That Dropbox link in your inbox could be a scam

data privacy
(Image credit: Shutterstock / Zeeker2526)

Cybercriminals are abusing legitimate cloud services to make sure their malicious files make it to people’s inboxes, new research from Check Point have said.

Dubbingthe practice Business Email Compromise (BEC) 3.0, the researchers said email service providers had gotten a lot better at spotting and filtering malicious emails. 

So in order to work around this, hackers have started using legitimate cloud services, especially those that offer free trial accounts. They would create a free account on a platform such as Dropbox, and use that service to send an email to their victim, carrying a malicious link. Given that the email would be coming from a trusted source and a known domain, email security services can do nothing but let the message reach the inbox.

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Abusing filesharing services

In an example, Check Point said the attackers would create a malicious file and host it on Dropbox. They would then use the platform’s built-in sharing feature to email the link to the malicious file to their victims. As there’s nothing malicious about the email itself, the message would make it into the victim’s inbox.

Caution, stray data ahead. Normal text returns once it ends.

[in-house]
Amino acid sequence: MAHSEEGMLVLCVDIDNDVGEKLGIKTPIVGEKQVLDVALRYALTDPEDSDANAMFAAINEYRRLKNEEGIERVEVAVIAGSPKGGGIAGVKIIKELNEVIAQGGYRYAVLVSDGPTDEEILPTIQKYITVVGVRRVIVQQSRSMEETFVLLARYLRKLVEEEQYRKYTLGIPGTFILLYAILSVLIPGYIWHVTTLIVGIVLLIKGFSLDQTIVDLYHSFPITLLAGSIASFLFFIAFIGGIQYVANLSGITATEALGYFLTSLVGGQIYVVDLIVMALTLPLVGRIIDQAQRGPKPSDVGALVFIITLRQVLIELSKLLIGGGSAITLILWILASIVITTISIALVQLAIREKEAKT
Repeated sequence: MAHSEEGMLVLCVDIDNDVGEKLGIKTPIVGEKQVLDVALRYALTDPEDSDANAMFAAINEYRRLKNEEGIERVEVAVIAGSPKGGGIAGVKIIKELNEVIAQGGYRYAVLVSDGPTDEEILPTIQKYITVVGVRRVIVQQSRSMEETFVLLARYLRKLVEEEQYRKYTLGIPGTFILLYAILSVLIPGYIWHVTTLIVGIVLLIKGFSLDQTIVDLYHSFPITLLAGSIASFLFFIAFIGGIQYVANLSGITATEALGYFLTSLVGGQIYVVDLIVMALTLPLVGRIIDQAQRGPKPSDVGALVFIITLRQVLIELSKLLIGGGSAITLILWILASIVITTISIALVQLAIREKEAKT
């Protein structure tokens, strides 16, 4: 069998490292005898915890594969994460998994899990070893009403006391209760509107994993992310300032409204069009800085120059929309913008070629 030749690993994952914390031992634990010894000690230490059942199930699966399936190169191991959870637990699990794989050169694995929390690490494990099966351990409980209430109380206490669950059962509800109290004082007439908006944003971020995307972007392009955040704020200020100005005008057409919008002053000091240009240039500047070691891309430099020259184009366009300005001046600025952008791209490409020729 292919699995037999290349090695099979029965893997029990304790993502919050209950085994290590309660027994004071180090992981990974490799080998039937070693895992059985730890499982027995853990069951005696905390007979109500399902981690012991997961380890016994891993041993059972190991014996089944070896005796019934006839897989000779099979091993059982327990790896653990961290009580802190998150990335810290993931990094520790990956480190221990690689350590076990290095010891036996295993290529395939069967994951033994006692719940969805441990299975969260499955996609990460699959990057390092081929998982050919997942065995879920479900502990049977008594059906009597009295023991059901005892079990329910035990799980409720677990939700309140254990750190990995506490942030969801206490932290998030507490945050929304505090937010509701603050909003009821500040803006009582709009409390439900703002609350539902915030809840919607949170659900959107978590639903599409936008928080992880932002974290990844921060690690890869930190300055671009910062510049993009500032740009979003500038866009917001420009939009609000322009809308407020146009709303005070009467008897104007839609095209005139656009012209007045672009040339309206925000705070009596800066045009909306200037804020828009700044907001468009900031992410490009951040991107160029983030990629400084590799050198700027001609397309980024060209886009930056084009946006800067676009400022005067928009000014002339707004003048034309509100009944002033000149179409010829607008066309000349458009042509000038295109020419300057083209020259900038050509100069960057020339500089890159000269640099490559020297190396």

If the victim opens the file, they would be prompted with a login form asking for their email address and password. In this, first step, the victims would already be giving their Dropbox credentials to the attackers. In the next step, the attackers would redirect the victim to a malicious URL, where they’d be asked for their OneDrive login credentials, as well.

“So the hackers, using a legitimate site, have created two potential breaches: They will get your credentials and then potentially induce you to click on a malicious URL,” the researchers explained. “That’s because the URL itself is legitimate. It’s the content on the website that’s problematic. You’ll see the hackers mocked up a page that looks like OneDrive. When clicking on the link, users are given a malicious download. “

As usual, the best way to protect against email-borne attacks is to use common sense and not click on unexpected and suspicious links and email attachments.

Sead Fadilpašić

Sead is a seasoned freelance journalist based in Sarajevo, Bosnia and Herzegovina. He writes about IT (cloud, IoT, 5G, VPN) and cybersecurity (ransomware, data breaches, laws and regulations). In his career, spanning more than a decade, he’s written for numerous media outlets, including Al Jazeera Balkans. He’s also held several modules on content writing for Represent Communications.